Ketamine isomers had chemical purities of greater than 99.0%. The optical purities for S(+) and R(-) isomers were 95.4% and 99.5%, respectively. The isomers and the racemate were injected directly into the preoxygenated Krebs-Ringer's solution (pH 7.41 plus/minus 0.07, oxygen tension 689 plus/minus 28 mmHg, and carbon dioxide tension 23 plus/minus 0.9 mmHg) to obtain 25, 50, 100 and 200 micro Meter solution concentrations.
Adenosine was injected (0.2 ml of 200 micro Meter stock) into the aortic cannula and at least 30 min was allowed for stabilization before initial control measurements were obtained. Subsequently, in randomized order, the S(+) or R(-) isomer of ketamine or the racemic mixture was administered to each of 23 hearts at increasing concentrations for 10 min periods. Each of these experimental intervals was followed by a 15 min drug-free washout period, during which the ketamine concentration was incrementally increased. Ten hearts served as the nonpretreated control group. Five hearts were perfused with solution containing 25 micro Meter naloxone hydrochloride (Sigma Chemical, St. Louis, MO) to block any cardiac opioid receptors. Hearts of the eight reserpine pretreated animals were perfused with solution containing 1 micro Meter phenoxybenzamine, 2 micro Meter propanolol, and 1 micro Meter atropine to block any effects mediated by acetylcholine and any remaining catechoamines. Measurements were obtained during the last minute of exposure to each isomer or the racemate at each concentration, and during the last minute of each control (washout) period. After the last control period, adenosine was again injected at the same concentration into the aortic root to observe any change in the maximal coronary flow response. The hearts of the reserpine pretreated animals were finally perfused with 100 micro Meter tyramine to test for completeness of the depletion of catecholamine stores. Hearts of this group were used for statistical analyses, only if spontaneous atrial heart rate or systolic left ventricular pressure did not change by more than plus/minus 10% from control during the tyramine perfusion.
All data are expressed as means plus/minus standard errors of the means (SEM). The following comparisons were made using analysis of variance for repeated measures: increasing concentrations of either the isomers or the racemate versus the controls; subsequent controls during washout versus initial control values; the S(+) isomer, the R(-) isomer, and the racemate of ketamine all at equimolar concentrations versus each other in the same group, and the same isomer or racemate in the untreated control group versus the opioid receptor-blocked group versus the reserpine pretreated group at equimolar concentrations. A P value of less than or equal to 0.05 was accepted as indicating a significant difference. Bonferroni's method was used for post hoc multiple comparison testing when analysis of variance was significant (Super Anova 1.11 software [Abacus Concepts, Berkeley, CA] for Macintosh [Apple, Cupertino, CA]). For several variables linear regression analyses of the concentration-response coordinates were used to test for differences in y-intercepts and slopes and their significances.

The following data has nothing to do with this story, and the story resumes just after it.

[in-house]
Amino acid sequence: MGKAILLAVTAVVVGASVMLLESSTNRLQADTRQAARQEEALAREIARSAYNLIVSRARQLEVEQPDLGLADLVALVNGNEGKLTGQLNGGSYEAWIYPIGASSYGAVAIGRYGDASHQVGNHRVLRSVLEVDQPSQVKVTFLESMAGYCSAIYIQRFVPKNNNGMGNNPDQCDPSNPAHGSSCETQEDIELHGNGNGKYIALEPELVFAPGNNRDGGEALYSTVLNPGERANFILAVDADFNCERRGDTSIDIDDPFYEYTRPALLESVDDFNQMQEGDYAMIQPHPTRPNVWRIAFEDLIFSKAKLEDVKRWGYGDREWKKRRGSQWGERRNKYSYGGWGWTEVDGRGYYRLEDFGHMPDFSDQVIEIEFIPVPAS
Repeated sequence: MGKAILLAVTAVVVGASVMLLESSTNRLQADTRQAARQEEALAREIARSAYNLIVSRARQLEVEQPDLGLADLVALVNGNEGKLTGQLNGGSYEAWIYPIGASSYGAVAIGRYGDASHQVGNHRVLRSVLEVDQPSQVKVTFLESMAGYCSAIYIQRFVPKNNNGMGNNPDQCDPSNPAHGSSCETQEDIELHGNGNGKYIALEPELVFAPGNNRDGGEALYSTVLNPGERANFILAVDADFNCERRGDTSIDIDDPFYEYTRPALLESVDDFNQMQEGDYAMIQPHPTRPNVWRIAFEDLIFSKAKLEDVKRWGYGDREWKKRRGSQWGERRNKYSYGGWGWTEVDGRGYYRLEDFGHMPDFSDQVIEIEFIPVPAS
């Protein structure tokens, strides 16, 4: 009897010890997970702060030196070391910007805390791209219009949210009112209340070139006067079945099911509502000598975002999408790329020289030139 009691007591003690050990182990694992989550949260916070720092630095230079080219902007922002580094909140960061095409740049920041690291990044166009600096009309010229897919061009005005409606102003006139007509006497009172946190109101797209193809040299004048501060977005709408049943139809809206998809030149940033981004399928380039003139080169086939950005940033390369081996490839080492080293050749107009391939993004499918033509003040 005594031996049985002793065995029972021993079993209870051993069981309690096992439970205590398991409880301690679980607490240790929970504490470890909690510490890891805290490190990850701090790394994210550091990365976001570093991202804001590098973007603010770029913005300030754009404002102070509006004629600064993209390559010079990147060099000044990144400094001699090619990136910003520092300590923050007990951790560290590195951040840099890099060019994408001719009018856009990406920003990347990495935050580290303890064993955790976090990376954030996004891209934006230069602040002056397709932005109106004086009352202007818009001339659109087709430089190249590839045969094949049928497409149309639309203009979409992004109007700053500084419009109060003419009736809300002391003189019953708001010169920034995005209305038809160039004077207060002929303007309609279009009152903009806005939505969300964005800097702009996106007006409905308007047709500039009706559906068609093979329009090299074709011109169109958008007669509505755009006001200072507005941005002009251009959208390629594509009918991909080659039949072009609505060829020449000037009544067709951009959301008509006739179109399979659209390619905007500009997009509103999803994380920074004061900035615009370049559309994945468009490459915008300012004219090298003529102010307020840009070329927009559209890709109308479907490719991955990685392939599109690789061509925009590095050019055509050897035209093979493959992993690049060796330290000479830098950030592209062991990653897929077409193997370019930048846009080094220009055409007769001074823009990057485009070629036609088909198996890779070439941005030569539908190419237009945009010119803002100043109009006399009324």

Heart Rate and Atrioventricular Conduction Time
Heart rate (Figure 1) was 172 plus/minus 5 beats/min during the initial and final control periods in the catecholamine-depleted group and was initially 218 plus/minus 5 beats/min during the initial control period and 213 plus/minus 6 beats/min in the final control period in the untreated and opioid-blocked groups. In all groups heart rate was decreased significantly in a concentration-dependent manner by ketamine. At 25, 50, 100, and 200 micro Meter in the untreated and opioid-blocked groups, the R(-) isomer of ketamine decreased heart rate more than the S(+) isomer. The heart rate values for the racemate at these concentrations were intermediate and were not different from those of the S(+) and R(-) isomers of ketamine. In catecholamine-depleted hearts there were no differences between isomers for heart rate at each concentration. During washout control periods heart rate and AVCT returned to initial control values. y-Intercepts for S(+), S(+/-), and R(-) isomers of the untreated group were 218, 215, and 214 beats/min, and slopes were 0.29, 0.34, and 0.37, respectively. The S(+) slope was significantly different from the S(-) slope. There were no significant differences in y-intercepts or slopes for each isomeric form of ketamine in the catecholamine-depleted group.
There were different electrophysiologic effects of the individual isomers and of the racemate of ketamine on untreated hearts, opioid-blocked hearts, and hearts depleted of catecholamines. AVCT (Table 1) was significantly prolonged with increasing concentrations of isomers and racemate in the untreated, opioid-blocked, and catecholamine-depleted groups. In each group there were no differences between isomers and racemate at the same concentration. However, AVCT was significantly longer in the catecholamine-depleted group than in the untreated and opioid-blocked groups at each concentration. During atrial pacing at 240 beats/min AVCT increased in a concentration-dependent manner from 72.4 plus/minus 1.7 to 87.8 plus/minus 2.7 ms at 200 micro Meter in the untreated group, from 71.9 plus/minus 1.6 to 86.8 plus/minus 3.1 ms in the opioid-blocked group, and from 86.7 plus/minus 2.7 to 118 plus/minus 3.2 ms in the catecholamine-depleted group, indicating that conduction delay was independent of changes in heart rate. AVCT in the opioid-blocked group was identical to that of the untreated group during sinus rhythm.